Amber Swope, founder of DITA Strategies, hosted a webinar with Data Conversion Laboratory last week to introduce attendees to the structured architecture of XML. Some of the specific teams in attendance were educational publishers looking for a format that wasn’t so proprietary, an important factor in making digital content compatible across platforms. Swope spoke to GoodeReader about where these attendees’ interests in XML lies, as well as why educational publishing already lends itself so well to this source format.
“I was surprised by the number of people who already knew about DITA and knew a significant amount about it,” said Swope. As part of the webinar, teams were given questions to answer on a variety of related topics and the final poll of the attendees was centered around whether or not the teams felt that moving to XML would be important to their business, and the response was surprising.
“Seventy-five percent of the teams said it was critical and 25% said it was important to their business. No one said it wasn’t even on the radar. In that respect, I feel that we were talking to the correct people. They know they need to change how they distribute content in order to effectively stay in business.”
“We had a lot of good questions. They ranged from more general questions like, ‘Can you recommend tools to consider,’ to more specific ones like, ‘Which industries have adopted DITA as a mechanism for their standards.’ One thing we talk about all the time is that there’s benefit to moving to XML, but it’s not for the faint of heart. It’s an expensive proposition, in terms of finances, resources, and sheer energy, particularly for teams that have their content in unstructured sources since the conversion to a highly structured format like DITA is painful because it’s not simply a conversion that entails rewriting.”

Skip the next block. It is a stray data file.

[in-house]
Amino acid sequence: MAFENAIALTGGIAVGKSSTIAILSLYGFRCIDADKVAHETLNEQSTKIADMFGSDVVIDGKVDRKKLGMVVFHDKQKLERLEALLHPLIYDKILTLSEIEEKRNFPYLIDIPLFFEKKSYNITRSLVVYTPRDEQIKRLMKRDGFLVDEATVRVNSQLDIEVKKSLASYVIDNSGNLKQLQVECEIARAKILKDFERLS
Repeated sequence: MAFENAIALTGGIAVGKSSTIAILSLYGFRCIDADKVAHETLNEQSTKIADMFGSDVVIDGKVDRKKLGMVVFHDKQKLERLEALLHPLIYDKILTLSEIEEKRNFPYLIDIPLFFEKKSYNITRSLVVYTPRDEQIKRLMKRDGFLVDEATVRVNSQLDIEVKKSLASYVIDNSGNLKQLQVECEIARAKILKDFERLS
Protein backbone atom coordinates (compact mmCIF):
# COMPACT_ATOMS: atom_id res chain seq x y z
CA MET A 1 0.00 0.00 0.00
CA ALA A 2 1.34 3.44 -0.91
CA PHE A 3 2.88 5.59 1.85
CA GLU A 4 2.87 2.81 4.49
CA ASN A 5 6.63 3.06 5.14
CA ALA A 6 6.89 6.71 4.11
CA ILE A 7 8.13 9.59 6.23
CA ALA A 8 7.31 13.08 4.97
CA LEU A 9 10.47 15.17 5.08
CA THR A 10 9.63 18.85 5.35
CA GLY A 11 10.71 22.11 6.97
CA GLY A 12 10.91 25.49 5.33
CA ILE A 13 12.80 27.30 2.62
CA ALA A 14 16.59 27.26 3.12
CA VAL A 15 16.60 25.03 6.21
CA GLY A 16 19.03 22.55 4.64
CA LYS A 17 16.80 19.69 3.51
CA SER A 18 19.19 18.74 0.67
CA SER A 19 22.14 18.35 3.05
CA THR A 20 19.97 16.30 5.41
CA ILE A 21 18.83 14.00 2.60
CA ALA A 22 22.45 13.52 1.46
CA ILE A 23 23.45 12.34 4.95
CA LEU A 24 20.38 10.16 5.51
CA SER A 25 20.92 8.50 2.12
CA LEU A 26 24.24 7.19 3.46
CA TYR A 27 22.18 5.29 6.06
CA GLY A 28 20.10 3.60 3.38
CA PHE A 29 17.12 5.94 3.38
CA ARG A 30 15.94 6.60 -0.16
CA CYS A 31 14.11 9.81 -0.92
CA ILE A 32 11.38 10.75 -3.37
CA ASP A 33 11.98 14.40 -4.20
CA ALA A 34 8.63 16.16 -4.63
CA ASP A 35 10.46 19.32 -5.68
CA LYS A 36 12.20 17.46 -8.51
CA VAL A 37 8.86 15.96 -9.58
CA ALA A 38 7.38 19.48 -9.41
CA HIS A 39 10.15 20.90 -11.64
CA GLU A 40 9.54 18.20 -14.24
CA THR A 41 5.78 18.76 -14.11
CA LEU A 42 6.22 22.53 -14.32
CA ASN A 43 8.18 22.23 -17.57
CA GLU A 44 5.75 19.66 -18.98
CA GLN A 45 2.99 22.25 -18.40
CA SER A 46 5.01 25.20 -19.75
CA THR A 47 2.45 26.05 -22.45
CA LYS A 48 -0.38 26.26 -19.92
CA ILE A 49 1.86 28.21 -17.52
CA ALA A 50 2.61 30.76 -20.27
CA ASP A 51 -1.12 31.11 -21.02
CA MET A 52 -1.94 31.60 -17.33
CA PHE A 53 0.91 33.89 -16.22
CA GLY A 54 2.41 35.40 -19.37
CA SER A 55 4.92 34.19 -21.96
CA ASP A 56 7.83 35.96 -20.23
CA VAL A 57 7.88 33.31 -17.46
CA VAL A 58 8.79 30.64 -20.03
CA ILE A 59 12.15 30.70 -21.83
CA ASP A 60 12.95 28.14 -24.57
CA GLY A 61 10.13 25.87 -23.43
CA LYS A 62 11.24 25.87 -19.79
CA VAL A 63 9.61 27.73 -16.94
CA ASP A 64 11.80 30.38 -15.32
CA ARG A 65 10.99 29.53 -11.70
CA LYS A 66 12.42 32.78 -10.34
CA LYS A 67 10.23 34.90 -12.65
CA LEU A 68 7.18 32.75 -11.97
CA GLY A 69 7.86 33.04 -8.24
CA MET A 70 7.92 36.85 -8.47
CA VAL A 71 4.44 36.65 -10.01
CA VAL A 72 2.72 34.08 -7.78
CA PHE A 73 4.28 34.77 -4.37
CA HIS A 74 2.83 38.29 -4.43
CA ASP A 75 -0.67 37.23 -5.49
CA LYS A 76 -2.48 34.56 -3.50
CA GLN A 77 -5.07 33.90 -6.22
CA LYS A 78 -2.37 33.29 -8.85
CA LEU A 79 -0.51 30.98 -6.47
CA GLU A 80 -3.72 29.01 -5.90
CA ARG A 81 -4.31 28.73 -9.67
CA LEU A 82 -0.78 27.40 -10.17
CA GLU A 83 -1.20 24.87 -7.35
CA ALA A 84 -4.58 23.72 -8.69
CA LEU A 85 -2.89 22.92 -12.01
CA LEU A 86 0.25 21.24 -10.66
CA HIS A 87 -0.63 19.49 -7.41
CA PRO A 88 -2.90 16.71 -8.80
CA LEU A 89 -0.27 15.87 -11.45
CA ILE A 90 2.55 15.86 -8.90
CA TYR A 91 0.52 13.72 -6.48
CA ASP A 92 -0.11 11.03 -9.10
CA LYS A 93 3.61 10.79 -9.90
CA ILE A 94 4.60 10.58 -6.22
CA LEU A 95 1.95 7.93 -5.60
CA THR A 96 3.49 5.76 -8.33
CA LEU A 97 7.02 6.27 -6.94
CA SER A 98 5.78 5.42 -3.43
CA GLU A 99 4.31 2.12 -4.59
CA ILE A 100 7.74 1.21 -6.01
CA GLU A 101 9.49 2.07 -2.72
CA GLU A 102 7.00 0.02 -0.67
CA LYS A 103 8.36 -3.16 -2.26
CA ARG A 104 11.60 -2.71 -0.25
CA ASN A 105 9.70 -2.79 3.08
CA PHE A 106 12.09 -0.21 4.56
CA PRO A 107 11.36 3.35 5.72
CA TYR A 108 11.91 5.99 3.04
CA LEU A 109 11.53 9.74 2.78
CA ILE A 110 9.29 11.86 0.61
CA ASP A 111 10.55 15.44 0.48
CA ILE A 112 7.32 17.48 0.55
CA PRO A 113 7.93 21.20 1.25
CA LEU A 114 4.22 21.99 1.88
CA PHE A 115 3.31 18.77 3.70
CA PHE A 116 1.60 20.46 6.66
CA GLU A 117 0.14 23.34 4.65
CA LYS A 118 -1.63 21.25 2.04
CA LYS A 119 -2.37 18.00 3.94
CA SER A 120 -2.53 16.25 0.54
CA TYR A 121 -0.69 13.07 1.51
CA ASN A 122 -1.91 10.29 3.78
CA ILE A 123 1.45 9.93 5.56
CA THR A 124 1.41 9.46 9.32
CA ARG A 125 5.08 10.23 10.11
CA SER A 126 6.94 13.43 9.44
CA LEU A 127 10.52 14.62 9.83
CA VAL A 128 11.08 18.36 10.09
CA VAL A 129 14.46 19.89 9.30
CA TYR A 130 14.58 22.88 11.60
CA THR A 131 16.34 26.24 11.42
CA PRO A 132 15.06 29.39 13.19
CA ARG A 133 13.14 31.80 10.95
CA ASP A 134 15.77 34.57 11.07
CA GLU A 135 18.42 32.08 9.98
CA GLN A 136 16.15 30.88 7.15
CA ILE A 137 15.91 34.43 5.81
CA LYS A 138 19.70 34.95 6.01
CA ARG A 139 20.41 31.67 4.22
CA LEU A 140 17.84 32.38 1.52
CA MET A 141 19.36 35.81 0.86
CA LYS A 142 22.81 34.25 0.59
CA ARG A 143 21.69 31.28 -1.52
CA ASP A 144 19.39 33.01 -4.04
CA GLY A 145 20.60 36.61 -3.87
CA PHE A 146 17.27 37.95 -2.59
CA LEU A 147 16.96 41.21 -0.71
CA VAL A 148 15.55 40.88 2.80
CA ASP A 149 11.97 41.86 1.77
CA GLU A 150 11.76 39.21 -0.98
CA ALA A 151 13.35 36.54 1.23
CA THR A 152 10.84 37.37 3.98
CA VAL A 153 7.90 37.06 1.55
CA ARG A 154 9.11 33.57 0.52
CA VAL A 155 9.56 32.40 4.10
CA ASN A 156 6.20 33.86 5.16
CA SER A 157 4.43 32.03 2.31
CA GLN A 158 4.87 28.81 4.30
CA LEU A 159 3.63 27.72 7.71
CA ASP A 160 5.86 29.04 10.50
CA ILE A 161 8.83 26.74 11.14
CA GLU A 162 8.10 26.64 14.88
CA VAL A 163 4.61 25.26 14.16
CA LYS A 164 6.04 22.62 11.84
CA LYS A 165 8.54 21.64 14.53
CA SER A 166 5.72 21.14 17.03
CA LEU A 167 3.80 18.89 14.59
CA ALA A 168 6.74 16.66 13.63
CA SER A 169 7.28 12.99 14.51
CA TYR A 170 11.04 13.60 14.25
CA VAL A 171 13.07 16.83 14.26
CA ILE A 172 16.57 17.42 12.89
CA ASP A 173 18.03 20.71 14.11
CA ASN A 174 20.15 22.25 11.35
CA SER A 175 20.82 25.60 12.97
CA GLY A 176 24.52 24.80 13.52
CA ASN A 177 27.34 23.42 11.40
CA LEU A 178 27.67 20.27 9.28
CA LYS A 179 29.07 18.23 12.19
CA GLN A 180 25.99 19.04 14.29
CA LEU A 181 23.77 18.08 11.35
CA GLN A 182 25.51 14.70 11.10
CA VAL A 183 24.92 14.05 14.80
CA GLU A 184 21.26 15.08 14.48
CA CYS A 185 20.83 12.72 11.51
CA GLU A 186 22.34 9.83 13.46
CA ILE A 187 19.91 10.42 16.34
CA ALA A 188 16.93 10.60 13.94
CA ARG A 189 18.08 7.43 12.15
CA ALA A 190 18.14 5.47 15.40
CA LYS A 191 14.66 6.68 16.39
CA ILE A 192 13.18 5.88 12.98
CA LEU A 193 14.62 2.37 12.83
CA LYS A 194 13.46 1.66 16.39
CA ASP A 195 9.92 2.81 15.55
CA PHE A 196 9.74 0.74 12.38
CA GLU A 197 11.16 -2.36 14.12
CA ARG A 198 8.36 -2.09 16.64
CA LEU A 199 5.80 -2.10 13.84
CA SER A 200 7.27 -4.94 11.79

“One of the issues for attendees interested in DITA or XML is that many of them are currently using proprietary systems of standards. These systems, written for the specific company and its needs, not only need updating and revision, but also require a whole new set of training whenever personnel changes take place. Swope shared that one team attending the webinar was doing so because the one person who knew how to use the company’s current standard had left the company and there was now a void for information on the standard.”
Swope went into greater detail about how companies have paid to translate their content to a particular format, but the cost goes up exponentially when there’s a change. XML allows the author to make changes to only a few sections and streamlining the change. This is important for publishers looking to release a second edition of a book without wanting to open the entire collection of information for revision. This is important for companies in fields like science, for example, where updates can be frequent.
“For people in educational publishing, the conversion might not be as bad if they already follow the industry best practices. The more structured their content, the easier it is to move to a structured architecture.”
“I was pleased that we got some good questions and I felt that I had communicated my message effectively, that everyone felt this was important. I think that attendees were looking at XML and trying to figure out if DITA was the right move.”